Another moment also resonated with me. I had a mentor I highly respect come up to me and ask me at the FACLBC Gala if i was “still doing immigration work” after having seen likely my recent written pieces and advocacy,

I feel like this dichotomy doesn’t necessarily exist but when you are Asian it does and it is limiting. The reality is today, by virtue of the way we work, we have to run business ventures while serving community and family in our own ways.  Yet, I will be honest in sharing that for this very reason I have disconnected with close friends and struggled (in some circumstances) to enjoy new relationships – feeling often times neither ‘here’ nor ‘there’ in trying to grapple with how much I am a business and an advocate at the same time.

These days I constantly feel guilty about the work I choose to do or do not do. I feel too privileged in social justice spaces to be sharing my perspectives and the same uncomfortability in privileged spaces, where I often disengage from conversation. It is a journey many of us are having; how we create our own spaces to talk about this, heal, and balance work and social lives will be determinative of our ability to be both happy and motivated to keep doing this work.

This morning as well another friend/mentor posted something on Facebook that resonated with me. Do we do our work in “love” or “anger”? Should our goal to do work that eliminates the need for affinity and move beyond our differences to a world where we are all one. This was likely how I saw diversity and a future a few years back but today I can’t say I see it in the same lens. I think capitalist societies will have to operate where someone is doing the labour and someone is making the profits. There will always be those on the outside and the bottom, they will more than likely be darker-skinned and visibly different (be it many persons with physical disablities or trans-community members), and I feel it is the role of Government, social services, and human goodness to hold them up.  I also think we need to tackle this notion that people of colour cannot be ‘angry,’ that we have to ‘smile’ through our oppression, keep our head down and work, and ignore systems that need changing. I have really resonated with the teaching of Dr. Ken Hardy when he talks about trying to turn anger (enrage) into productive outrage which is to be embraced (see his piece: here) . I do see a real fear in destructive rage where we do not give space for individuals to be angry or speak truth to the inequities they see.

“That’s the Problem with You People” – A Note on Self-Care

These days I have been reflecting on how much of  a burden I am taking on in my own mind trying to work through these issues. I need to give it time to be free and breathe.

I had an example of this. Just earlier today Olivia and I were crossing the road. A woman was walking ahead of us with her dog in tow. The dog was falling behind. As much as we tried to get it to move. The lights were about to change. I was worried about the dog and turned around trying to hold it and bring it to it’s owner. The dog ended up avoiding me and almost swerving into the road. Thankfully, it didn’t get hit and returned on it’s path.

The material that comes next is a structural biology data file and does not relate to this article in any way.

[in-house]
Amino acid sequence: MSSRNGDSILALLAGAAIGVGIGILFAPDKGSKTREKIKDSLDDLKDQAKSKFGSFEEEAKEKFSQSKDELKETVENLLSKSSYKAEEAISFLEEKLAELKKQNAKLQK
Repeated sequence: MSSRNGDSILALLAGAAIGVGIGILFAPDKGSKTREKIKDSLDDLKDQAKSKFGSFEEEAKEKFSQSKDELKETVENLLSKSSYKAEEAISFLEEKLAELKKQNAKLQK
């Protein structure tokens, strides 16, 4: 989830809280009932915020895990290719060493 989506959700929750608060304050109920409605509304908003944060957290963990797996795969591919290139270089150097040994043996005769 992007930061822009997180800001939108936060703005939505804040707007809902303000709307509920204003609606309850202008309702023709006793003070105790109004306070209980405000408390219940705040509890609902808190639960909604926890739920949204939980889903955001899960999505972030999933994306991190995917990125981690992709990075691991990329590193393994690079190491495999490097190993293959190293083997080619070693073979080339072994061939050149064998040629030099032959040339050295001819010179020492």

The woman turned around and looked at me with her tired eyes. “Why did you turn around to grab my dog?” I stammered, I was worried. I didn’t want it go get hit. She answered “that’s the problem with you people. Save yourself first”

The idea that everyone’s problem and every social problem is now my problem has been a burden that I need to eventually shed. A mentor showed me his cup recently which said “Not My Circus, Not My Monkeys.” I told him I wish I could do that, but I cannot at this stage.

I am not a politician (nor do I inspire to be one at this stage). I simply am taking up too much head space worrying about things and issues I cannot control. I have also ignore my own health through this process, putting on weight, forgetting to disconnect, and frankly it’s become a problem. I’m going to start going back to therapy to discuss this as I sprint into my 31st year on this planet later this week.

I likely will need time ENTIRELY away from work in December but I have taken enough time this year. Olivia (my spouse) and I are also living like many in this city paycheck to paycheck and when you factor in the financial impact breaks have for contractors, there is no incentive to take extended time off. Even when we are on vacation, our work and clients follow us. It’s rare for Olivia and I to take a full day these days where we are not talking about work or our obligations – the realities of survival as racialized persons in an increasing tough town).

I am trying new ways to engage myself in this work. I need to. I may also have to jump into spaces to start doing the work that I would love to and start proactively saying ‘no’ to other work. If I am interested in policy, writing, looking at race equity, trying to litigate – I cannot continue to dabble in these spaces in order to make meaningful change. I have to commit time to writing, try and jump into human rights and race equity more substantively, and perhaps determine that there are groups I cannot help even if that work may be financially profitable or routine. This will truly be a test of values and I hope to have some of your encouragement, feedback, and mentorship through this process. I am grateful that in one of my new roles I mentor law students – and this work has given me the ability to mentor and work on my commitment to accessible justice and education.